Carboplatin is a chemotherapy medicine that is used to treat certain types of cancer. This page explains what carboplatin is, how it is given and some of the possible side effects. Each person reacts differently to medicines, so your child will not necessarily suffer from every side effect mentioned. If you have any questions or concerns, please speak to your doctor, nurse or pharmacist.Carboplatin is given as an infusion into a vein (intravenously or IV) through a cannula, central venous catheter or implantable port.

What are the side effects?

Nausea and vomiting

Anti-sickness drugs can be given to reduce or prevent these symptoms. Please tell your doctor or nurse if your child’s sickness is very bad or continues for more than a few days.

Bone marrow suppression

There will be a temporary reduction in how well your child’s bone marrow works. This means they may become anaemic (reduced red blood cells), bruise or bleed more easily than usual, and have a higher risk of infection.

Your child’s blood counts will be checked regularly to see how the bone marrow is working. Please tell your doctor if your child seems unusually tired, has bruising, bleeding, or any signs of infection, especially a high temperature.

Altered kidney function

Carboplatin may change how well your child’s kidneys work over a period of time by causing the kidneys to leak important minerals and salts. Your child may have a blood and urine test or a GFR (Glomerular Filtration Rate) before treatment is started and then at stages during and after treatment to monitor kidney function.

Monitoring the level of medicine in the blood

Your child may have a blood test to monitor the amount of medicine in their blood. Doses of the medicine maybe changed depending on the result.

Changes in hearing

As your child’s treatment progresses, they may not initially be able to hear high pitched sounds. If further treatment with carboplatin is necessary, then your child’s hearing may deteriorate further.

Your child will have a hearing test before and during the course of treatment and at long-term follow up clinics. If your child develops a hearing loss, please discuss this with your doctor or nurse. If your child is of school age, you should also discuss this with your child’s teachers.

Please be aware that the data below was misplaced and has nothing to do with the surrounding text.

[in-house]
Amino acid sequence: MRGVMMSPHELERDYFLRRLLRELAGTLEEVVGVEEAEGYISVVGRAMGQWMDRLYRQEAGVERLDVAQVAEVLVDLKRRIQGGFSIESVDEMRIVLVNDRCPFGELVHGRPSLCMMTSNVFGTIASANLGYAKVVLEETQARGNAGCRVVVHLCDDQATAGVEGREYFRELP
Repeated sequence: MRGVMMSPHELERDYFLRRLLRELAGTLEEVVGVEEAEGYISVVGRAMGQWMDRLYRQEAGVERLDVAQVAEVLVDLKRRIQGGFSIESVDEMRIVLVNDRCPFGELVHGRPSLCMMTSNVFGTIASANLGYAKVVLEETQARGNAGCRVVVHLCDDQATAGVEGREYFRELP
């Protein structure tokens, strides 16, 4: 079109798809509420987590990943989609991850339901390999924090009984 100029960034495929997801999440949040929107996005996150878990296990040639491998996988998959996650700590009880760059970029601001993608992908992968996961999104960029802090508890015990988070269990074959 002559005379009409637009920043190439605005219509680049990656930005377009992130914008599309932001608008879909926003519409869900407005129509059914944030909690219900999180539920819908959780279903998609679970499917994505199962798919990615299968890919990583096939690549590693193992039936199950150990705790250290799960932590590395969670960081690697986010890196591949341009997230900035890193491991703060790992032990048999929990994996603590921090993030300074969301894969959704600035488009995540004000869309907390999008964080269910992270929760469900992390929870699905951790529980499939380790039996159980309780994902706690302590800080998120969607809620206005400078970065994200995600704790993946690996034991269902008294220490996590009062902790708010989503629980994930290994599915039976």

Temporary effect on liver function

Carboplatin can sometimes cause some mild changes to your child’s liver function. This should return to normal when the treatment is finished. Blood tests (LFTs) will be taken to monitor your child’s liver function during treatment.

Hair loss

Your child may lose all of their hair, or it may become thinner. This is temporary and the hair will grow back once the treatment has finished.

Allergic reaction

Some children receiving carboplatin may have an allergic reaction to the drug. This reaction may be mild to severe.

Signs of a mild allergic reaction include skin rashes and itching, high temperature, shivering, redness of the face, a feeling of dizziness or a headache. If you see any of these signs, please report them to a doctor or nurse.

Signs of a severe allergic reaction include any of the above, as well as shortness of breath or chest pain. If you are in hospital and your child shows signs of a severe allergic reaction, call a doctor or nurse immediately. If you are at home and your child shows signs of a severe allergic reaction, call an ambulance immediately.

Interactions with other medicines

Some medicines can interact with carboplatin, altering how well it works. Always check with your doctor or pharmacist before giving your child any other medicine, including medicines on prescription from your family doctor (GP), medicines bought from a pharmacy (chemist) or any herbal or complementary medicines.


If these medicines leak into the tissues underneath your child’s skin, they can damage the tissue in this area. This is called extravasation.

  • If given through a cannula and your child complains of stinging and burning around the cannula, please tell your doctor or nurse immediately.
  • If given through a central venous catheter or implantable port and your child complains of pain around their chest or neck, please tell your doctor or nurse immediately.
Compiled by:
The Pharmacy department in collaboration with the Child and Family Information Group
Last review date:
September 2019